Secondary school learners in the province were left at a loss when, upon arriving at their schools on Tuesday morning, they were told that they would not be writing the exams as scheduled for the day.
Grade 11 learners ready to write English first additional language, as per the timetable of the Department of Education were summarily told that they will write it on Friday, 6 November. The rest of the exam papers set to be written in the morning were rescheduled for the afternoon. The subjects scheduled for Wednesday (yesterday) and Thursday (today) for both Grade 10 and 11 were also postponed.
Naledzani Rasila, Spokesperson of the department said the department needed to change the timetable and that all districts were informed of the changes. Asked when they were informed, he said after 17:00 on Monday. He admitted some schools may have received the communication late and that it may have inconvenienced learners and parents. Initially he tendered as reason for the changes the “load” and that some learners were to have written two languages on the day. When Polokwane Observer commented that many learners throughout times have written two exam papers on one day some or other time, he said the department on Mondays analyse the process and anything detected to possibly cause a problem or pose a challenge is immediately dealt with.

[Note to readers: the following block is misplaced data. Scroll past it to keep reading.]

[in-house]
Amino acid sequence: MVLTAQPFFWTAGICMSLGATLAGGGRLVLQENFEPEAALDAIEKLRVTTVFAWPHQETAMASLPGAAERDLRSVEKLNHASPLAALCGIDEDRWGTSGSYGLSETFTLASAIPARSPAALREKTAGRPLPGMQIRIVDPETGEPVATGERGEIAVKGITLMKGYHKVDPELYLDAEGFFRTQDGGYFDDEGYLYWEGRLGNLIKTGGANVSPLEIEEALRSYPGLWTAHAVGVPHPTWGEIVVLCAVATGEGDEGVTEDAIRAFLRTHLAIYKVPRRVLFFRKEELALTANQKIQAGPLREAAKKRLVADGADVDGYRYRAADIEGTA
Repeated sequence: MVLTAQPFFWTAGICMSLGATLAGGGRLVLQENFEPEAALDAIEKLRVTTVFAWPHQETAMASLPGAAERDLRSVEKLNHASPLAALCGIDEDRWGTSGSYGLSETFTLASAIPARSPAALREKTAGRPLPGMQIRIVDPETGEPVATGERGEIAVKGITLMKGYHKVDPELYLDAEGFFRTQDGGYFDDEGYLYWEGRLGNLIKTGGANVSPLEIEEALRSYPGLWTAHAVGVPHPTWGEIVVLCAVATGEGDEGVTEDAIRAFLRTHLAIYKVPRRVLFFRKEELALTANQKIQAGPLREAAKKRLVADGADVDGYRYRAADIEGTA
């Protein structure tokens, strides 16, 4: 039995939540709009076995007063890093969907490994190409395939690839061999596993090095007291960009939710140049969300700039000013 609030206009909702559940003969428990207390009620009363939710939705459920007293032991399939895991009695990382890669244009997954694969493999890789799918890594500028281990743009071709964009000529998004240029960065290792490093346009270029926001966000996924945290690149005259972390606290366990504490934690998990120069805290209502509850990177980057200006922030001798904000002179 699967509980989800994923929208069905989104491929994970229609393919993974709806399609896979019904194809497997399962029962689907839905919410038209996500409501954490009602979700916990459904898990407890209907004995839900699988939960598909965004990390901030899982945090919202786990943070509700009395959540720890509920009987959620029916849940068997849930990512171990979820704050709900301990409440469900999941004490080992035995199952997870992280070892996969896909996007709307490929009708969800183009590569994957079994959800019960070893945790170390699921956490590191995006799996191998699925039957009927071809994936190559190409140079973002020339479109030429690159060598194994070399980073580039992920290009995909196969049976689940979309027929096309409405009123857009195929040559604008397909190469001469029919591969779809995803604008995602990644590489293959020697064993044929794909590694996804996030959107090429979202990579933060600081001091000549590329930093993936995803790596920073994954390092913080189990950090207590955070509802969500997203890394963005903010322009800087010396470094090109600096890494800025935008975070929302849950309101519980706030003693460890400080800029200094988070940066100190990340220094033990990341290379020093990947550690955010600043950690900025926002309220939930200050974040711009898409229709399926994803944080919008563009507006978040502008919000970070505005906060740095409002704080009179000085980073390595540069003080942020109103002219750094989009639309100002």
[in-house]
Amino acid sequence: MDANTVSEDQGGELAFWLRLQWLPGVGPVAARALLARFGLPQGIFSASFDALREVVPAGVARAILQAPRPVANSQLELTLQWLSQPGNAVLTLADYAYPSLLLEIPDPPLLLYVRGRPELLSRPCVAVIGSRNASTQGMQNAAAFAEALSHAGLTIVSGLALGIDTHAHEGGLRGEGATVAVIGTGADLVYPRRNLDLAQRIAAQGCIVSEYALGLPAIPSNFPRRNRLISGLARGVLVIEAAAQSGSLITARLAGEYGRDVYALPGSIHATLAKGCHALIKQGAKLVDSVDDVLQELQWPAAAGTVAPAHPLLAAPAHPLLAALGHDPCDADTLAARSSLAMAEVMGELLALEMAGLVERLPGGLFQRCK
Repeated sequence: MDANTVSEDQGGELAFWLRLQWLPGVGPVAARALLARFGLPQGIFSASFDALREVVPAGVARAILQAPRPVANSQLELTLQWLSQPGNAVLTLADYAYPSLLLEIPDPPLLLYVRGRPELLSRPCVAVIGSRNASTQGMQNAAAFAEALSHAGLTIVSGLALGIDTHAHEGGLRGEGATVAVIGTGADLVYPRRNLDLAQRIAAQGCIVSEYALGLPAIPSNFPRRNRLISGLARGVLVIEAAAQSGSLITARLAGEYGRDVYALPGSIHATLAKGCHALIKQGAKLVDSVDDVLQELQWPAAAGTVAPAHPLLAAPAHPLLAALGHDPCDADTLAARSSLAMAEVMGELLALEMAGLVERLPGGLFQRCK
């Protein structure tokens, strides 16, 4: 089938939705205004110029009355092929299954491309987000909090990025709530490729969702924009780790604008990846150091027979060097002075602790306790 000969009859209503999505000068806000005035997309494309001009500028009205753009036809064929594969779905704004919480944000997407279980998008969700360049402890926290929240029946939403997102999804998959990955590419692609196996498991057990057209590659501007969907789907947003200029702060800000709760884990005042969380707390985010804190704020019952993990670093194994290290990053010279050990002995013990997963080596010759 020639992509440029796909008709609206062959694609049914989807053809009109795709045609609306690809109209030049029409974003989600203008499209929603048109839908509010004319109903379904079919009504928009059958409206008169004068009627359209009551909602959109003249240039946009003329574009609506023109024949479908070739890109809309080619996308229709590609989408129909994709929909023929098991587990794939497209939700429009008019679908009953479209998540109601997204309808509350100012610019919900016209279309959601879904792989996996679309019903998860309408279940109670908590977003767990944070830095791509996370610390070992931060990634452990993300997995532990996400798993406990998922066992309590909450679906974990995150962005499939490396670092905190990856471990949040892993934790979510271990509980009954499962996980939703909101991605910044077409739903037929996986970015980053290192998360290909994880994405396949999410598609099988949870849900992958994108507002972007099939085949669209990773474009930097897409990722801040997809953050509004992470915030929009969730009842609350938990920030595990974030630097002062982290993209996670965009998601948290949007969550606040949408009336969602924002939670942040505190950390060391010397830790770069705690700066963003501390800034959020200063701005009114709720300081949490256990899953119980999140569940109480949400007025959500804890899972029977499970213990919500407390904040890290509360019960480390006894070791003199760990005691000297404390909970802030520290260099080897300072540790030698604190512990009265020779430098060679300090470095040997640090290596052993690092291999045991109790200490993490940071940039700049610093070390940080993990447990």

In response to rumours earlier that schools not receiving norms and standards money in time would lack funding to print the exam papers Rasila said all papers were printed by the exam section at the departmental head office and distributed to schools via the circuit offices.
This was however refuted by some schools which said they received only one copy of the exam paper and had to make copies themselves. Polokwane Observer phoned a number of schools in urban and rural areas who talked on condition of anonymity. The first deep rural school phoned said they were writing the English additional language exams and had not heard about a change in exam timetables. Some schools said they had to send learners home after getting the instruction to write the subject on Friday, while others said learners just had to hang around at school waiting for their parents to fetch them or to write another subject the afternoon. One school said the learners could not be inconvenienced while they had prepared to write examinations, thus back-up exam papers were supplied and the learners wrote their exams as scheduled, also on Wednesday and Thursday. “It’s a circus” a representative of one of the schools said. Another principal said he did not know how rural non-fee schools could make copies of all the exam papers. Another school said they have long since asked permission to schedule their own timetables and was not inconvenienced at all by any changes. Some schools in the city were, according to information, asked to copy thousands of exam papers for the department, but could not oblige due to a lack of budget.
Phuti Seloba, Provincial Spokesperson said now was the time to take hands and work with the Department of Education. “It is not time to point fingers.” he said, calling for cooperation. He said some schools dragged their feet as they already knew over the weekend that they should have made copies. He said the situation was “depressing”.
“Revised exam rosters and further instructions have been sent to the districts to send to the circuits for sending it to schools,” Rasila said yesterday (Wednesday) and added that it will not happen again.
Story: NELIE ERASMUS